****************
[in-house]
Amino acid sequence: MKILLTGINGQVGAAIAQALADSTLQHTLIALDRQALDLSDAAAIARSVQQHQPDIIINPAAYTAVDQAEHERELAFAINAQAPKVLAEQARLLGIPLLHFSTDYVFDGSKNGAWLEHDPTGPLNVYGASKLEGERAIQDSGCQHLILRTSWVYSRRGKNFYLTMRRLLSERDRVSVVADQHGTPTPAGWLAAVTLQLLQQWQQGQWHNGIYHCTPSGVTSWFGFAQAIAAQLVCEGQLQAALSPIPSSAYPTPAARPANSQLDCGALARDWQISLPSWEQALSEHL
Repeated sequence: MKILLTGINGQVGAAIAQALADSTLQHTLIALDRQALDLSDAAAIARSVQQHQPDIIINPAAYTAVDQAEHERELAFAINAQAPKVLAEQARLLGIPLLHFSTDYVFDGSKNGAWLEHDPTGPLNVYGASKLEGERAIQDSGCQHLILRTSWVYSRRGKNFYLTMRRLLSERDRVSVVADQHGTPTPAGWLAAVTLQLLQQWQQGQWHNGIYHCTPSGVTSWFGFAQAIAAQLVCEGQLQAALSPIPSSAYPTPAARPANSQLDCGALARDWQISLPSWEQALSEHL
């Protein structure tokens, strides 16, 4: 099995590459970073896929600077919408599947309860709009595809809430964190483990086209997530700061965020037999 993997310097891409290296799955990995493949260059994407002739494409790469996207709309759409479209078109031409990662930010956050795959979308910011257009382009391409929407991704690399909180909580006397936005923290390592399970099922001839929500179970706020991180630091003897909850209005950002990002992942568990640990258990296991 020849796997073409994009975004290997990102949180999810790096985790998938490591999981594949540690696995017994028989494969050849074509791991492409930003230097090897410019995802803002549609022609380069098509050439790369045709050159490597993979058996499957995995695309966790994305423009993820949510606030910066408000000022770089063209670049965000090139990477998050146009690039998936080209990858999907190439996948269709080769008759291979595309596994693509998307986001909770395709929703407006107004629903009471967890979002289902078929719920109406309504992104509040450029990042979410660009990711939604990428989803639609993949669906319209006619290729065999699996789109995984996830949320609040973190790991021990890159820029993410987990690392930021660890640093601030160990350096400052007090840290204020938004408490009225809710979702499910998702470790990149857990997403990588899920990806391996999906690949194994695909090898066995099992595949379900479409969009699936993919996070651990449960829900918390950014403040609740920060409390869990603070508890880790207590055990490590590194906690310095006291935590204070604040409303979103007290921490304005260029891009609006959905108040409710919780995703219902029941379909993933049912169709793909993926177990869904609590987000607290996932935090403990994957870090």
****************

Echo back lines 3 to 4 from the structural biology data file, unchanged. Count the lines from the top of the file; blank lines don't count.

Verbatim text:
Repeated sequence: MKILLTGINGQVGAAIAQALADSTLQHTLIALDRQALDLSDAAAIARSVQQHQPDIIINPAAYTAVDQAEHERELAFAINAQAPKVLAEQARLLGIPLLHFSTDYVFDGSKNGAWLEHDPTGPLNVYGASKLEGERAIQDSGCQHLILRTSWVYSRRGKNFYLTMRRLLSERDRVSVVADQHGTPTPAGWLAAVTLQLLQQWQQGQWHNGIYHCTPSGVTSWFGFAQAIAAQLVCEGQLQAALSPIPSSAYPTPAARPANSQLDCGALARDWQISLPSWEQALSEHL
């Protein structure tokens, strides 16, 4: 099995590459970073896929600077919408599947309860709009595809809430964190483990086209997530700061965020037999 993997310097891409290296799955990995493949260059994407002739494409790469996207709309759409479209078109031409990662930010956050795959979308910011257009382009391409929407991704690399909180909580006397936005923290390592399970099922001839929500179970706020991180630091003897909850209005950002990002992942568990640990258990296991 020849796997073409994009975004290997990102949180999810790096985790998938490591999981594949540690696995017994028989494969050849074509791991492409930003230097090897410019995802803002549609022609380069098509050439790369045709050159490597993979058996499957995995695309966790994305423009993820949510606030910066408000000022770089063209670049965000090139990477998050146009690039998936080209990858999907190439996948269709080769008759291979595309596994693509998307986001909770395709929703407006107004629903009471967890979002289902078929719920109406309504992104509040450029990042979410660009990711939604990428989803639609993949669906319209006619290729065999699996789109995984996830949320609040973190790991021990890159820029993410987990690392930021660890640093601030160990350096400052007090840290204020938004408490009225809710979702499910998702470790990149857990997403990588899920990806391996999906690949194994695909090898066995099992595949379900479409969009699936993919996070651990449960829900918390950014403040609740920060409390869990603070508890880790207590055990490590590194906690310095006291935590204070604040409303979103007290921490304005260029891009609006959905108040409710919780995703219902029941379909993933049912169709793909993926177990869904609590987000607290996932935090403990994957870090």